The Lowdown on Low Inflation
Why is inflation below expectations? And why does low inflation matter?
The Lowdown on Low Inflation
Sometimes, things in life exceed your wildest dreams. And sometimes, you are reminded that you should be careful what you wish for.
My dreams were formed in the 1970s, a decade many would like to forget. It lacked the peace and prosperity of the 1950s, and couldn’t match the passion and possibility of the 1960s. The 1970s were bad: crime was high, cars were unreliable, clothing styles were overly bright and film themes were overly dark. And undisputedly, the world’s economy was very dark.
Oil shocks in 1973 and 1979 shook the foundations of Western economies. Heavy industries were hollowed out, putting millions out of work. Inflation raged, partly as a result of poor monetary policy. Efforts to tame runaway prices ranged from the counterproductive (wage and price controls) to the comical (President Ford’s “Whip Inflation Now” button). Nominal interest rates skyrocketed, choking off housing and business investment.
During this interval, economists developed a “misery index” that combined the unemployment rate and the inflation rate. It peaked at over 25% in a number of countries. I was one of the unemployed, and one of the ones rapidly losing purchasing power. I was hoping, somehow, that we could tame inflation and interest rates.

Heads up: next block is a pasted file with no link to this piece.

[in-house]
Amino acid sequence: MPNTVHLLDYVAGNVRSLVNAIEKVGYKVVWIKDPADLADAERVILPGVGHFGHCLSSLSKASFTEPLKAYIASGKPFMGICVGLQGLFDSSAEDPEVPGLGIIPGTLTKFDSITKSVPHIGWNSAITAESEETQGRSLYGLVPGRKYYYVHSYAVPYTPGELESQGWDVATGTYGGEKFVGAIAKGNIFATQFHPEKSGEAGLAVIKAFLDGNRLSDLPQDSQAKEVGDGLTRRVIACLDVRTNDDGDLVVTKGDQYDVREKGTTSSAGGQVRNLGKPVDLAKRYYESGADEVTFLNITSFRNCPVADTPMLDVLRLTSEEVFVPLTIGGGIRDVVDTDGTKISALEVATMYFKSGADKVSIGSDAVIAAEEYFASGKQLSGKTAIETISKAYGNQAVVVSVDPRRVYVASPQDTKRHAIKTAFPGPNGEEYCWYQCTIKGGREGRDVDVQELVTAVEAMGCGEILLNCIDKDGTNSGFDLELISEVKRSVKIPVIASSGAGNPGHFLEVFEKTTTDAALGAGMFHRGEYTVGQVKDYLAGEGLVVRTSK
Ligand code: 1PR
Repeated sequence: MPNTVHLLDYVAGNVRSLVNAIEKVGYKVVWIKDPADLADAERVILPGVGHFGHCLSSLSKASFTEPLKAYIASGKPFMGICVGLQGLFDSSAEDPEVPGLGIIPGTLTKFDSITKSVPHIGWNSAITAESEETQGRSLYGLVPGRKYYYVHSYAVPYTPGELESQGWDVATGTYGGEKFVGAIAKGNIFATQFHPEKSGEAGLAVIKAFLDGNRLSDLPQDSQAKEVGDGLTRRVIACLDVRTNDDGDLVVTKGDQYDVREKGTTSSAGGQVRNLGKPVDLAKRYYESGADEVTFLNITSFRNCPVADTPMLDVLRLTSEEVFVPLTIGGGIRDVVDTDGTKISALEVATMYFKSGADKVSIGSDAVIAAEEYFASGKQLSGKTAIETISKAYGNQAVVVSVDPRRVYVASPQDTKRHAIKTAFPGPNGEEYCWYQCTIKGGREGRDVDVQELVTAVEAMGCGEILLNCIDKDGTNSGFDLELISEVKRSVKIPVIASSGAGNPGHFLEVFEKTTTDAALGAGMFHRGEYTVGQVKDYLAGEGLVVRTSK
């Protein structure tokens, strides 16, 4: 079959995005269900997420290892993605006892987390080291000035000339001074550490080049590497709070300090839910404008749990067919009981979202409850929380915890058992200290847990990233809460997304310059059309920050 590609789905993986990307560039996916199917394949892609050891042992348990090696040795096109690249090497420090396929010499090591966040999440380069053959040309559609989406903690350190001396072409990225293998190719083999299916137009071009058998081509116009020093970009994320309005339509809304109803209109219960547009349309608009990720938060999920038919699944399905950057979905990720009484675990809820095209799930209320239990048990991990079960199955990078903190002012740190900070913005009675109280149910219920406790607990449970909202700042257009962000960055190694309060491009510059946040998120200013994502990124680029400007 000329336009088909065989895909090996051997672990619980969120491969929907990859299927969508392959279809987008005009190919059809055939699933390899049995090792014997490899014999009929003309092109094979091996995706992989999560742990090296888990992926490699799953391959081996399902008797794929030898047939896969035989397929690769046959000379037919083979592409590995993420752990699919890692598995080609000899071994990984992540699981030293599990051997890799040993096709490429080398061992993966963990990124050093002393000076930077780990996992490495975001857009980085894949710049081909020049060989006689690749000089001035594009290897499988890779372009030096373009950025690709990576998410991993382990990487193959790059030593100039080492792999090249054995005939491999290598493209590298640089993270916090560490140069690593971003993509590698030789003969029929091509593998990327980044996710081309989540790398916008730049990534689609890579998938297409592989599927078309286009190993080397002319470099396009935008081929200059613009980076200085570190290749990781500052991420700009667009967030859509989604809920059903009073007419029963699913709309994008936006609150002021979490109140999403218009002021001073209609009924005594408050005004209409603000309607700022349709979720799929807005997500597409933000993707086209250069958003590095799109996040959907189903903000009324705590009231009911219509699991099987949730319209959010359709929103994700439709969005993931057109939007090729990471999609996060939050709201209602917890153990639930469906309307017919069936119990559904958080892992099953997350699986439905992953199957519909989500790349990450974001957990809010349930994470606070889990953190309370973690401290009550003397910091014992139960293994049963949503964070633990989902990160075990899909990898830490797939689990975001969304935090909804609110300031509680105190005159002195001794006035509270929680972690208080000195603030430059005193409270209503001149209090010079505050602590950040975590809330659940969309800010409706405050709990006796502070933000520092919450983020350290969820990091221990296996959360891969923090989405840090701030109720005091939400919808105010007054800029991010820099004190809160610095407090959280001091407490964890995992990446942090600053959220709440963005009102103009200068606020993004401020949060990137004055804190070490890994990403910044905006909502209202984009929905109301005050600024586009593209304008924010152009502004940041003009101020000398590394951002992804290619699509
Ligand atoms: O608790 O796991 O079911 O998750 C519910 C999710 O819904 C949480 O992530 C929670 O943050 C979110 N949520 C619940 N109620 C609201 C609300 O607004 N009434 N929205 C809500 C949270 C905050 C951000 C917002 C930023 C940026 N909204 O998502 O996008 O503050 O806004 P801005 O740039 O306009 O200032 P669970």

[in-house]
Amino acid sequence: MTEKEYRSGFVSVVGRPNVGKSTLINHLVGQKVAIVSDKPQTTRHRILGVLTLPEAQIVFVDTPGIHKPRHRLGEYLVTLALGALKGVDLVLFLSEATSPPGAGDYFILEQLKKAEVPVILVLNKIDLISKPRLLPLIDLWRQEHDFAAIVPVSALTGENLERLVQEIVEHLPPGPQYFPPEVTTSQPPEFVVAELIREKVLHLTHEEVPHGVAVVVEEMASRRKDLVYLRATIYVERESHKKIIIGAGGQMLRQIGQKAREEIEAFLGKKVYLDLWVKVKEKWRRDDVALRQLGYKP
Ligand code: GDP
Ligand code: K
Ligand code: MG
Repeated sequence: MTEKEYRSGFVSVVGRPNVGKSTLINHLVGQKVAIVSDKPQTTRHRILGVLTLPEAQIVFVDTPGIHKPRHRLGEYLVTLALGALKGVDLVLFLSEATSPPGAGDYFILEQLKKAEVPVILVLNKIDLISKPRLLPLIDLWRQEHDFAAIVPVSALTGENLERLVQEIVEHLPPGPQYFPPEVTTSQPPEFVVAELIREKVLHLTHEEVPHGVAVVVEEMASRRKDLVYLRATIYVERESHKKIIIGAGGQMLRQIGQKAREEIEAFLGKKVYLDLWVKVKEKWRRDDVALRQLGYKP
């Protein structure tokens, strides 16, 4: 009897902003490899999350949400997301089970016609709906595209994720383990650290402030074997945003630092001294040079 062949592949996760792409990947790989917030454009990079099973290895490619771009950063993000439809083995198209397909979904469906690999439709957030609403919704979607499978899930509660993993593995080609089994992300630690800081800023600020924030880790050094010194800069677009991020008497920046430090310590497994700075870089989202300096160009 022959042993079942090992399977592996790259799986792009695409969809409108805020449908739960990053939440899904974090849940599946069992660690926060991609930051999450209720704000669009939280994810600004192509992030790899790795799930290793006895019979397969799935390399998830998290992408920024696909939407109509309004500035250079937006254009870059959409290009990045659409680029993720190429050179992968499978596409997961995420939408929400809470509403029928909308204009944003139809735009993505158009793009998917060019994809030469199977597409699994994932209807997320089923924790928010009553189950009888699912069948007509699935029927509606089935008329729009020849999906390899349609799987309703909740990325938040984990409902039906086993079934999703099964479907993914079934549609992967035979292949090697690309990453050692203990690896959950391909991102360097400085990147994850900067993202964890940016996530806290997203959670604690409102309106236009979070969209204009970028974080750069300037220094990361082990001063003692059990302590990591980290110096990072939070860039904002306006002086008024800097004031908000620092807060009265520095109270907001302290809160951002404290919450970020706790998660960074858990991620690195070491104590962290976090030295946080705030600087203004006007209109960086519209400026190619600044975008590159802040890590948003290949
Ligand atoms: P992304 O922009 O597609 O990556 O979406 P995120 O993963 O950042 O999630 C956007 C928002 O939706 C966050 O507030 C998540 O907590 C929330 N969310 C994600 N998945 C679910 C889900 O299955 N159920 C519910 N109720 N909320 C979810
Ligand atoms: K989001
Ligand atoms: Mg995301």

Today the misery index is less than 6% in many major countries. Interest rates are negative in a number of markets and barely positive in others. There is still concern over inflation, but today, we are worried it is too low.
A number of elements have combined to produce this outcome. This essay will attempt to enumerate the most major of them, and assess how they might progress going forward. This evolution will be critical to economic performance in the generation to come.
Winning Hearts and Minds
While we can try to model the economy, underneath all of that activity are human beings. We are not always rational actors; psychology can, at times, play an outsized role in our decision-making. This is an especially important foundation of inflation: if we expect prices to rise rapidly, we increase our wage demands in compensation. The resulting wage-price spiral can be difficult to arrest, given our vulnerability to confirmation bias and other behavioral imperfections.
Central bankers were overly indulgent of inflation in the 1970s, preferring to keep credit spigots open. Finally, at the end of the decade, Paul Volcker was appointed chairman of the Federal Reserve. Drawing on work from The Chicago School, Volcker set his sights on controlling the supply of money.
It was painful; the Fed’s credit restrictions pushed the U.S. economy into recession. But Volcker’s persistence in the face of heavy criticism finally reversed inflation expectations. At the beginning of the 1980s, respondents to the University of Michigan consumer sentiment survey were calling for inflation of more than 10%; at the end of the decade, that number had fallen to less than 4%.